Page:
There's an interesting piece about AI and robots in today's London Guardian:
It's a fair piece because it includes opinions along the lines of "we're doomed with robots doing everything" through to the other end of the spectrum where the argument runs that "no previous innovation killed us off and neither will this one".
I am in the latter camp, for what it is worth.
An atheist may well believe that an outcome where robots replace us in for every imaginable activity will make us redundant and worthless. And in a world without a benevolent God, that outcome is entirely possible.
In a more theistic perspective on this issue, I believe that human development so far has been one where we have increasingly had the capability to indulge in exercising freewill, as standards of living and technological capabilities have risen. Going hand in hand with that capability has been the ability to think about our actions and pay more attention to moral judgements. I am using the shorthand of moral judgements to refer to issues related to what is considered to be ethically right or wrong, just and equitable. included in this discussion are issues to do with sustainability and the greater awareness that the decisions we take need to take into account their future costs (e.g. on the environment) as well as current benefits (e.g. to consumers).
Fewer people now work the land in the agricultural industry, as mechanisation and the use of chemicals have taken over, but there are more people being employed to investigate our impact on that environment, understand its implications and then research remedial action. Employment has not fallen, it has risen, but the tasks we perform are more cerebral and more of them involve making moral judgements.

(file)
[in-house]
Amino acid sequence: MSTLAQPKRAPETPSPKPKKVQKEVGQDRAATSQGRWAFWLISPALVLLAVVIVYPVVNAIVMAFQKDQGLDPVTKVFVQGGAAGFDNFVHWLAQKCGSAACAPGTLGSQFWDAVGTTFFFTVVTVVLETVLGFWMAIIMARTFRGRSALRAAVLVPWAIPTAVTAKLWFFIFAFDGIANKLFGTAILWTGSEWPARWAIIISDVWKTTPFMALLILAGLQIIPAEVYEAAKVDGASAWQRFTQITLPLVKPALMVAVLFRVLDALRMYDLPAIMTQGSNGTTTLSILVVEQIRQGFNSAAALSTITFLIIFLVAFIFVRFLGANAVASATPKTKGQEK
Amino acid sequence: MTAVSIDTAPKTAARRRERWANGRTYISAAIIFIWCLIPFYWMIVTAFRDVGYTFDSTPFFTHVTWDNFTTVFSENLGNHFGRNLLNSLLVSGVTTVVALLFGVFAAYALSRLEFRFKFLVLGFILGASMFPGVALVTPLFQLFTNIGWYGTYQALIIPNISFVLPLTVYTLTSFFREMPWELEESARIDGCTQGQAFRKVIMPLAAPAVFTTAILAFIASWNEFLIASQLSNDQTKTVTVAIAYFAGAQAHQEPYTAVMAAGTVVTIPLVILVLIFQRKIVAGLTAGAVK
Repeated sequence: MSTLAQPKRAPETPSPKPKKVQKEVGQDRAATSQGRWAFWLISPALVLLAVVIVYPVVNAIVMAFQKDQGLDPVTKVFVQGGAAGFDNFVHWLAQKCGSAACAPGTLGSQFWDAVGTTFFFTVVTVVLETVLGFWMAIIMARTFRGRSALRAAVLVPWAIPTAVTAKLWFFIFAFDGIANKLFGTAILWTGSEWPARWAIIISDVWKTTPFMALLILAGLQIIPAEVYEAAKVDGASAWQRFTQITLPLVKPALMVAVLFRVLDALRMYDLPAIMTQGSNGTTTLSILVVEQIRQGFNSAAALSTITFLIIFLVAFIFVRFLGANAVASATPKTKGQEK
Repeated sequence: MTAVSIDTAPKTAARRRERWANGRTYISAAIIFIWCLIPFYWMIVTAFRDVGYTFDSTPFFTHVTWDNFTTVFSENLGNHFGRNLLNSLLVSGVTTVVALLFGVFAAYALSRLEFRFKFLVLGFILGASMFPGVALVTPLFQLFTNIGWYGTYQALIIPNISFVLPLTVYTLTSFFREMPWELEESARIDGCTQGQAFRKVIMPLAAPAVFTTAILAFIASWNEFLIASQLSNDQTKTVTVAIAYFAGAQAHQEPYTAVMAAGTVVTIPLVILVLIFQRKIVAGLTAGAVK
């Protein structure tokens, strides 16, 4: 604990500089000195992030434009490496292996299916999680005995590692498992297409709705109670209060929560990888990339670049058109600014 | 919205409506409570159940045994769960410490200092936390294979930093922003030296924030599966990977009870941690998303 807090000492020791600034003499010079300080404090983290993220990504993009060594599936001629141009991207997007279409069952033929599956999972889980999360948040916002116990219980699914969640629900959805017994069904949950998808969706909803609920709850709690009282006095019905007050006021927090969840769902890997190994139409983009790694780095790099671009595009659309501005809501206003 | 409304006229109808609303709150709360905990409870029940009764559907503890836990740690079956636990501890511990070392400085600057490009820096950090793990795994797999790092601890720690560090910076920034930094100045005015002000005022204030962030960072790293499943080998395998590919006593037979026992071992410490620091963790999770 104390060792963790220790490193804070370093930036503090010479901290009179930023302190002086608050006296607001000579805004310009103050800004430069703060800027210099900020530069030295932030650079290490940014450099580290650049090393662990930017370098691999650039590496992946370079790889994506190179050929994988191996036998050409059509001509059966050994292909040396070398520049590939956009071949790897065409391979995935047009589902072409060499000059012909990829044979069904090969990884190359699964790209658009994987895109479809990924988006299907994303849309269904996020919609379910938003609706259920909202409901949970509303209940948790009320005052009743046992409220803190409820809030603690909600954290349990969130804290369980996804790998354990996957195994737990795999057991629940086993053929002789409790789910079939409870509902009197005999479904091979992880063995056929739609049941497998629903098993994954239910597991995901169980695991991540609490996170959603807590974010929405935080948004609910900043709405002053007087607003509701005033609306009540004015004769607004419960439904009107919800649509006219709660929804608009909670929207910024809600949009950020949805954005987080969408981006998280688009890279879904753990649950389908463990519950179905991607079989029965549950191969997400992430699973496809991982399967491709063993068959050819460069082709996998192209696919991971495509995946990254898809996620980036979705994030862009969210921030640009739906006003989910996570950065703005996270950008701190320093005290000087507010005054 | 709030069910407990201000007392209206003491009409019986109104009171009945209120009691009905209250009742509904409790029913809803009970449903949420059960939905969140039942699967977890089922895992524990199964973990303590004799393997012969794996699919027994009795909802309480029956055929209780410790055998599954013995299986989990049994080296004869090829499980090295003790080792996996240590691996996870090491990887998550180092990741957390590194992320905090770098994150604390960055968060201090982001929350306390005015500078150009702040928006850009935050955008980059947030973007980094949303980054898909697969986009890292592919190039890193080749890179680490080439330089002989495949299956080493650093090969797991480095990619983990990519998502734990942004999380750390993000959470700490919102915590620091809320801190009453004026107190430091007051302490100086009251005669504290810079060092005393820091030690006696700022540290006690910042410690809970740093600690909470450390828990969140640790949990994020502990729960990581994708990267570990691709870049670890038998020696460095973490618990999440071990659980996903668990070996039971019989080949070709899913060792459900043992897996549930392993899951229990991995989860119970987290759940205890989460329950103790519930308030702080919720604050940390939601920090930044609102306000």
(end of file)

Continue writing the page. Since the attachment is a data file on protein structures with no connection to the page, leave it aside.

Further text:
The same process applies to the raising of farm animals and their slaughter. Affecting all of this is the entirely new industry of people making moral judgements about what is (morally) right in agriculture and what is wrong. Some of those judgements are informed by a theistic perspective, and some are not. In the latter instance we may question the validity, for example, of policy-makers in the West focusing on the last few seconds of an animal's life (as is the case in the debate about halal slaughter, as opposed to their accepting what are improvements but still cruel aspects of the husbandry of animals during the much longer period of their lives.
There are similarly eye-brow raising moral considerations such as the most humane form of capital punishment. Nevertheless, the reality is that moral judgements are being made in all aspects of our lives and more and more time and resources are being devoted to them.
For a theist then, I believe the trajectory that we are following is proof of a God who desires to perfect man. He gives us the increasing opportunity to exercise moral judgements, both in terms of the time available to us with which to do this and secondly in terms of the situations to which those analyses can be applied. The latter are becoming ever more complex and challenging. The pastoral farmer of a few centuries ago obviously had the need to exercise moral judgements and take issues of sustainability into account when making decisions, but my point is that given smaller population sizes prevailing at the time and the more limited technologies available the nature of those judgements was necessarily more simple and straightforward than is the case, for example with the use of genetic modification.
As living standards continue to rise and societies become more complex, we will face an increasing number of situations of increasing complexity which will need moral solutions.
And that is something which robots can never do, they don't have a soul. They are not prone to temptation and nor do they have to deal with it.